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Apostrophe with Acronym

I work for the Louisiana State Employees’ Retirement System, or LASERS as it is commonly known.

My question concerns the correct usage of an apostrophe after LASERS, in instances such as:

LASERS website the LASERS website LASERS members the LASERS agencies LASERS agencies LASERS retiree billing, etc.

It seems as though it should be used in some cases, but not in others. We are very confused and would like to have your modern input on this unique situation.

Thank you very much.

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LASERS's is correct. The last 'S' in the acronym stands for "system". "Louisiana State Employees' Retirement System's" is the correct possessive. To not have the "s" after the apostrophe is to accept the LASERS acronym as an anacronym, which it's not.

limesparks March 20, 2006, 5:09am

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I think your question becomes much easier when you simplify it. With the Louisiana State Employees' Retirement System, you are dealing with a few factors that add confusion. One is that your acronym ends in an ess (since it part of an acronym, and thus represents the first letter of a word, I would treat it as I would any other letter); another is that you are using an acronym at all (this also shouldn't affect the need for an apostrophe); and the third is that you are referring to an organization that may or may not have "the" as part of its official title (though you didn't capitalize it, so I'm assuming that it doesn't). Replace LASERS with another company/system name that doesn't have any of these confusing attributes (none of which should affect the use of apostrophe): <i>Interwoven</i>.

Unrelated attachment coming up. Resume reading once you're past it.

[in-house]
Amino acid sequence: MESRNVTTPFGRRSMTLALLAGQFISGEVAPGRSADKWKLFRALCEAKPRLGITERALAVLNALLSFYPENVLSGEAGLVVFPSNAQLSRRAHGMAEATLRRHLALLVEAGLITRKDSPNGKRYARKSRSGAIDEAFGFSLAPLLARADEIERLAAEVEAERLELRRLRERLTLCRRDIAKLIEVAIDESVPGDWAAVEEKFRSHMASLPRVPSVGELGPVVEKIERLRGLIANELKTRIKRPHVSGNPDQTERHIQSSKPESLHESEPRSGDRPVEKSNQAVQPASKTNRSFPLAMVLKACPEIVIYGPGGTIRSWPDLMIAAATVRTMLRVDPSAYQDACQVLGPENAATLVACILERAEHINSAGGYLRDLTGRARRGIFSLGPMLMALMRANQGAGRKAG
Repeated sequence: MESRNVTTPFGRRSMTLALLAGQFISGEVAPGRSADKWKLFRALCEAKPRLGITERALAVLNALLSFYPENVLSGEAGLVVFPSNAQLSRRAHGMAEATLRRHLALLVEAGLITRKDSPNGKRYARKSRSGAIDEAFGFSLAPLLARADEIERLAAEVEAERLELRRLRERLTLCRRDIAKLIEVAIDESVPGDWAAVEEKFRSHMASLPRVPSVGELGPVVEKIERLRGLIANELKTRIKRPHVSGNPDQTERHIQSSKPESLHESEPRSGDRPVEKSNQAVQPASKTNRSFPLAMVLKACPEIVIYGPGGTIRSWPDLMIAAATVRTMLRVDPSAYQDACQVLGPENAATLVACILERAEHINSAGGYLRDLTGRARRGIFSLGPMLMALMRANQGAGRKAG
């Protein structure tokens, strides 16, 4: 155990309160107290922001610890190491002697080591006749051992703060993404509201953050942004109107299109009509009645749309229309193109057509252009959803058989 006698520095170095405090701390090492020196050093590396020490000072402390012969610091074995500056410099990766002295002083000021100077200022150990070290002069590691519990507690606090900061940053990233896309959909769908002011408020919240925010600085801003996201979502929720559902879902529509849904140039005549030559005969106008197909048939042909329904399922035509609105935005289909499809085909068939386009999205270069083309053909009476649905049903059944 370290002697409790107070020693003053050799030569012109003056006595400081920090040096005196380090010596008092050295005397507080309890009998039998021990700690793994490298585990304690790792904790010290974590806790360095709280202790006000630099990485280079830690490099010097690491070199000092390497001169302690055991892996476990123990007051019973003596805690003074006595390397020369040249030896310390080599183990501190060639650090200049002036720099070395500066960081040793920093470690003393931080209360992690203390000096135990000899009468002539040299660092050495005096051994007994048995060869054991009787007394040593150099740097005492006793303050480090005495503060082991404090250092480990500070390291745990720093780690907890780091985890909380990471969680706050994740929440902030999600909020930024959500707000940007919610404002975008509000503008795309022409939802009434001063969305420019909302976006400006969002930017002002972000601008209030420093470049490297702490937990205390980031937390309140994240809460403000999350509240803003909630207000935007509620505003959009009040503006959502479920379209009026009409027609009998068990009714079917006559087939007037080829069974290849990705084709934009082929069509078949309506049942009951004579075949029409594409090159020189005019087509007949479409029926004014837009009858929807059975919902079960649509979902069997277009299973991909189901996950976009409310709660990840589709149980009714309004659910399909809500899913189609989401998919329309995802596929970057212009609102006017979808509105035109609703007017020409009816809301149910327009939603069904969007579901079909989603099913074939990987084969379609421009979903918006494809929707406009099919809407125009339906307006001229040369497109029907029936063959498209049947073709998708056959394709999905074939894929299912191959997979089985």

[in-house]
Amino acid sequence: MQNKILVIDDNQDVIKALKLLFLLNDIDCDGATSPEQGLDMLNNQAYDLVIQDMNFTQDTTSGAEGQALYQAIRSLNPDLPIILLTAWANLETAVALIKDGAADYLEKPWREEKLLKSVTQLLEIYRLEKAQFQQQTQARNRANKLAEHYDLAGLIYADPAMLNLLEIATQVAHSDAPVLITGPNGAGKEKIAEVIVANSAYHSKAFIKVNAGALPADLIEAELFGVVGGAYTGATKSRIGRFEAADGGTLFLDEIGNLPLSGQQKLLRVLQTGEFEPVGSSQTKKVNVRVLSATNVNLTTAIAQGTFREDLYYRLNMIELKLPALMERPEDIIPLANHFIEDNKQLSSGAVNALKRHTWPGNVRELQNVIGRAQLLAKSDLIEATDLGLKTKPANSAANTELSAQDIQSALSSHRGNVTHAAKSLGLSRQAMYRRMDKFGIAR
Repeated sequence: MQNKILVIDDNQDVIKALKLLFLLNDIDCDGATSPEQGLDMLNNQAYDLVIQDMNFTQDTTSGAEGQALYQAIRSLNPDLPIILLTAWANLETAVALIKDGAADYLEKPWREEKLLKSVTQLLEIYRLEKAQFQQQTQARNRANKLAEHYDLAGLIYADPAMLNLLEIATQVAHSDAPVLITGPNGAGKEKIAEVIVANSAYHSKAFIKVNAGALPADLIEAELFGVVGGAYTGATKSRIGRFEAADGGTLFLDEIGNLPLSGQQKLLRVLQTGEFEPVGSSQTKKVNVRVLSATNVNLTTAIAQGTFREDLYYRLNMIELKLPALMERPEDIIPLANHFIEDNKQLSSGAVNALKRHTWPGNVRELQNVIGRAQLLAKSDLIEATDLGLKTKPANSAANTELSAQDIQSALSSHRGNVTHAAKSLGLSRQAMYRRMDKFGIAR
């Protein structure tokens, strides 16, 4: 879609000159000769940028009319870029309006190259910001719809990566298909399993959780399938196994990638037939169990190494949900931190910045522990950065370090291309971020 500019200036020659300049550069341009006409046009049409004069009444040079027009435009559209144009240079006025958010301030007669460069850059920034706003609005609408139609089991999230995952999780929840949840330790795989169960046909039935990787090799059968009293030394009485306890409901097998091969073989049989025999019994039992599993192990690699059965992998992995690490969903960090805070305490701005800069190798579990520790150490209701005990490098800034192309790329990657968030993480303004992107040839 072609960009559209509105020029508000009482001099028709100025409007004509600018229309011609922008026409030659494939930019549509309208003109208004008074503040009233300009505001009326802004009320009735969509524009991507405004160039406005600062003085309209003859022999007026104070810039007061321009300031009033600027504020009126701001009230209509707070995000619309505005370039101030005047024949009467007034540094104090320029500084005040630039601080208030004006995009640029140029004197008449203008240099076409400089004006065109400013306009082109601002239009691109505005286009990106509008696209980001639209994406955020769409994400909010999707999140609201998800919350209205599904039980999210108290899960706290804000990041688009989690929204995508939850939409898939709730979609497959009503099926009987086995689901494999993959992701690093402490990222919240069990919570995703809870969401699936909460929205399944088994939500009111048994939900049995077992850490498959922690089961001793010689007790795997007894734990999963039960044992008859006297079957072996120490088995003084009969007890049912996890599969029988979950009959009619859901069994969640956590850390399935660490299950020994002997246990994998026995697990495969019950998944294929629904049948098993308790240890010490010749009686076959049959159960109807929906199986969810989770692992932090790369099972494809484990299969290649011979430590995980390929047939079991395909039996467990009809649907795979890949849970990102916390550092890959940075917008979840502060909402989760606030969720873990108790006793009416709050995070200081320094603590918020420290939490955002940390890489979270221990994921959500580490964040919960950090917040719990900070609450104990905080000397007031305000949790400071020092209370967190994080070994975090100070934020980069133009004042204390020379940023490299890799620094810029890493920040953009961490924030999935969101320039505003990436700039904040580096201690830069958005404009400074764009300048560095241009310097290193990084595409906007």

Are you still uncertain about the apostrophes? If you are, we'll need examples with more context, such as full-sentence examples. The ones you gave are ambiguous, and in most cases have more than one correct answer, each of which means something different. For example, if the Web site is created using a technology called LASERS, you could say "I browsed Accenture's LASERS Web site." On the other hand, if you are talking about a Web site for a company called LASERS, you might say "I was looking at LASERS's Web site." I am pretty sure, however, that the possessive form of LASERS should always end with apostrophe followed by an ess.

Jun-Dai July 8, 2004, 9:52pm

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Correct usages for your question:

LASERS's website

The LASERS Website (This is a proper noun, capitalize the first letters).

LASERS members (This is fine if not possessive; possessive would add an apostrophe after "members").

the LASERS's agencies (See above if possessive).

LASERS's agencies

LASERS's retiree billing, etc.

joe March 20, 2006, 5:20am

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if a regular word ends with ess the apostrophe should not be followed by ess as in "the lasers' wavelengths were invisible".
The issue might be whether an acronym is considered a regular word. At least some style guides prescribe it, tough I can't remember references. I'd consult the style guide of some well known newspapers, and, the style guide inside some of the larger dictionaries.

cat July 16, 2004, 10:14am

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Yes     No